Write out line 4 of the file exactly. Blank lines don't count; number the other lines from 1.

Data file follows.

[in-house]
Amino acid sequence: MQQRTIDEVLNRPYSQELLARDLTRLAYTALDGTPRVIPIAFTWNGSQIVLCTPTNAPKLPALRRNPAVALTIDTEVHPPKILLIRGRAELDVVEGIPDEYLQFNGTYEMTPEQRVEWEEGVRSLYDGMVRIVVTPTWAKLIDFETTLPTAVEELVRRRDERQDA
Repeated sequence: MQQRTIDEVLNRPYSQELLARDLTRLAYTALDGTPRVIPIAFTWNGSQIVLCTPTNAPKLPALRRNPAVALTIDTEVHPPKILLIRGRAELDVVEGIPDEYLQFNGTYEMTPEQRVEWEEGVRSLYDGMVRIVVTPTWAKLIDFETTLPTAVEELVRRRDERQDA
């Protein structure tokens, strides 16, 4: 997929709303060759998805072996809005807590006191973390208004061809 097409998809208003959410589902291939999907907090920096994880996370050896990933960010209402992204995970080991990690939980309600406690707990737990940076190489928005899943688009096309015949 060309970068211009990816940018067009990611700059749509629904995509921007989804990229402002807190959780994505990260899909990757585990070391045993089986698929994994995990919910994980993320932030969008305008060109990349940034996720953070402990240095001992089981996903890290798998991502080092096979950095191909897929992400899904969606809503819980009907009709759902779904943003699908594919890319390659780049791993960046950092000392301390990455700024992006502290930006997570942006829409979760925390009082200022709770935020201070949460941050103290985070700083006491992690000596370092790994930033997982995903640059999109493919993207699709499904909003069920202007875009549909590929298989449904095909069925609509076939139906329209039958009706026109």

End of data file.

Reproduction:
């Protein structure tokens, strides 16, 4: 997929709303060759998805072996809005807590006191973390208004061809 097409998809208003959410589902291939999907907090920096994880996370050896990933960010209402992204995970080991990690939980309600406690707990737990940076190489928005899943688009096309015949 060309970068211009990816940018067009990611700059749509629904995509921007989804990229402002807190959780994505990260899909990757585990070391045993089986698929994994995990919910994980993320932030969008305008060109990349940034996720953070402990240095001992089981996903890290798998991502080092096979950095191909897929992400899904969606809503819980009907009709759902779904943003699908594919890319390659780049791993960046950092000392301390990455700024992006502290930006997570942006829409979760925390009082200022709770935020201070949460941050103290985070700083006491992690000596370092790994930033997982995903640059999109493919993207699709499904909003069920202007875009549909590929298989449904095909069925609509076939139906329209039958009706026109």